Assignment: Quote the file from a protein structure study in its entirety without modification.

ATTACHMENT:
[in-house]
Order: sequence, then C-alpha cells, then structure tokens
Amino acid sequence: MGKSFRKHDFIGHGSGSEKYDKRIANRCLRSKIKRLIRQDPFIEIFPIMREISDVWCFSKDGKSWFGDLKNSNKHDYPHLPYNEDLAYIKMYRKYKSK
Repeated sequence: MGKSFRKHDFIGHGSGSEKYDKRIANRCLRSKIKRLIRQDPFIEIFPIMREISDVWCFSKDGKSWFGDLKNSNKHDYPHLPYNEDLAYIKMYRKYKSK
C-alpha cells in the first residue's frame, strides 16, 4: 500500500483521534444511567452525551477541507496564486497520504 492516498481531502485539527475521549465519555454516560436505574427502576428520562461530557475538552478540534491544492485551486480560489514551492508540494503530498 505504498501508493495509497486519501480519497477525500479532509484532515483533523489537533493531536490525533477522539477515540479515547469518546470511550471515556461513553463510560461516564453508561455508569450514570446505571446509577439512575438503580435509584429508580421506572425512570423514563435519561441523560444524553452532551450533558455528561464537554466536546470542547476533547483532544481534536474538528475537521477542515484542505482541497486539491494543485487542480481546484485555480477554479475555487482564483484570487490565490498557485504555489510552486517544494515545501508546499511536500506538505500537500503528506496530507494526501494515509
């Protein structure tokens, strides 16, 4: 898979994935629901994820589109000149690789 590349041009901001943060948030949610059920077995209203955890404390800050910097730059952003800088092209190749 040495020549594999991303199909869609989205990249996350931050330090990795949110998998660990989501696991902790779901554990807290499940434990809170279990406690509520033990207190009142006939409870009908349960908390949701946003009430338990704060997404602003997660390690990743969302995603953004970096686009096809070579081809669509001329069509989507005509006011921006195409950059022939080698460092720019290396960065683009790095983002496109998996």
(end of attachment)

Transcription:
[in-house]
Order: sequence, then C-alpha cells, then structure tokens
Amino acid sequence: MGKSFRKHDFIGHGSGSEKYDKRIANRCLRSKIKRLIRQDPFIEIFPIMREISDVWCFSKDGKSWFGDLKNSNKHDYPHLPYNEDLAYIKMYRKYKSK
Repeated sequence: MGKSFRKHDFIGHGSGSEKYDKRIANRCLRSKIKRLIRQDPFIEIFPIMREISDVWCFSKDGKSWFGDLKNSNKHDYPHLPYNEDLAYIKMYRKYKSK
C-alpha cells in the first residue's frame, strides 16, 4: 500500500483521534444511567452525551477541507496564486497520504 492516498481531502485539527475521549465519555454516560436505574427502576428520562461530557475538552478540534491544492485551486480560489514551492508540494503530498 505504498501508493495509497486519501480519497477525500479532509484532515483533523489537533493531536490525533477522539477515540479515547469518546470511550471515556461513553463510560461516564453508561455508569450514570446505571446509577439512575438503580435509584429508580421506572425512570423514563435519561441523560444524553452532551450533558455528561464537554466536546470542547476533547483532544481534536474538528475537521477542515484542505482541497486539491494543485487542480481546484485555480477554479475555487482564483484570487490565490498557485504555489510552486517544494515545501508546499511536500506538505500537500503528506496530507494526501494515509
């Protein structure tokens, strides 16, 4: 898979994935629901994820589109000149690789 590349041009901001943060948030949610059920077995209203955890404390800050910097730059952003800088092209190749 040495020549594999991303199909869609989205990249996350931050330090990795949110998998660990989501696991902790779901554990807290499940434990809170279990406690509520033990207190009142006939409870009908349960908390949701946003009430338990704060997404602003997660390690990743969302995603953004970096686009096809070579081809669509001329069509989507005509006011921006195409950059022939080698460092720019290396960065683009790095983002496109998996």